Why are necessity theories and models simple?
Necessary conditions theories are simple (parsimonious) because even a single factor can explain the outcome: if the necessary condition is absent, the outcome will be absent. This contrasts most sufficiency theories and models (e.g., as with structural equation models) where a many factors together predict the presence of the outcome.
Why are sufficiency theories and models complex?
One reason for the complexity of sufficiency theories and models is that for multi-causal phenomena the outcome can only be properly explained when many factors that help to produce the outcome are included. Furthermore, when population parameters are estimated with regression models, not including relevant variables may cause “omitted variable bias” (incorrect estimation of the regression coefficients of the variables that are included in the model). This bias occurs when variables that correlate with other variables in the model and with the outcome are omitted. By adding “control” variables the explanatory power of the model can be improved, and omitted variable bias can be reduced. As a result sufficiency models can become complex.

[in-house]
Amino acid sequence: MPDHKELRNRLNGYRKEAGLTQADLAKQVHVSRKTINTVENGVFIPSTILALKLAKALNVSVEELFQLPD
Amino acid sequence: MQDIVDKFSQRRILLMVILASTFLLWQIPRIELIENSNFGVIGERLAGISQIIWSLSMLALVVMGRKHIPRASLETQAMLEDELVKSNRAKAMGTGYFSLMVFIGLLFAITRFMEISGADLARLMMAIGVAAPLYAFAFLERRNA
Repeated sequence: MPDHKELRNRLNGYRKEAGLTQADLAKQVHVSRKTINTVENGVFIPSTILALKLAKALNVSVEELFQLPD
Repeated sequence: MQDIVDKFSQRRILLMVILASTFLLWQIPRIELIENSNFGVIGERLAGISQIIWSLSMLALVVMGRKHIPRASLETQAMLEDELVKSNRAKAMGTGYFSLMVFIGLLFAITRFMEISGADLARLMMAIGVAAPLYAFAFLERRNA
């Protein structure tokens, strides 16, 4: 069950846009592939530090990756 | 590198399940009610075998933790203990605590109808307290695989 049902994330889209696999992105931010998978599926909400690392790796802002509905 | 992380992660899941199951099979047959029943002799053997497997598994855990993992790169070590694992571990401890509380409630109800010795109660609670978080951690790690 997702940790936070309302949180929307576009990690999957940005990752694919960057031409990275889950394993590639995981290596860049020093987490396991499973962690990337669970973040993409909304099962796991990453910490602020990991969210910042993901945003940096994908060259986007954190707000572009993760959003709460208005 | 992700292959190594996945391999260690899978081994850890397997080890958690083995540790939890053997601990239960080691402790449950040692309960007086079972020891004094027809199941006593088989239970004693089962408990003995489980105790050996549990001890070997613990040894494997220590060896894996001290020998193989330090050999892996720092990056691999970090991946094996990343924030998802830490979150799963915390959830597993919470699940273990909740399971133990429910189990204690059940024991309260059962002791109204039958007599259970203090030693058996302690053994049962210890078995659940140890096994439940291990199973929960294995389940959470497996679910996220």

Why are necessity theory/conceptual model unaffected by omitted variable bias?
Necessity theory and necessity conceptual models are unaffected by omitted variable bias because the necessary condition operates in isolation from the rest of the causal structure. The NCA parameters of the necessary condition are unaffected by adding or deleting other variables from the theory/conceptual model.
Why does a necessity theory/conceptual model not need control variables?
Necessity theory and necessity conceptual models do not need control variables because the NCA parameters are the same with and without having control variables in the theory/model.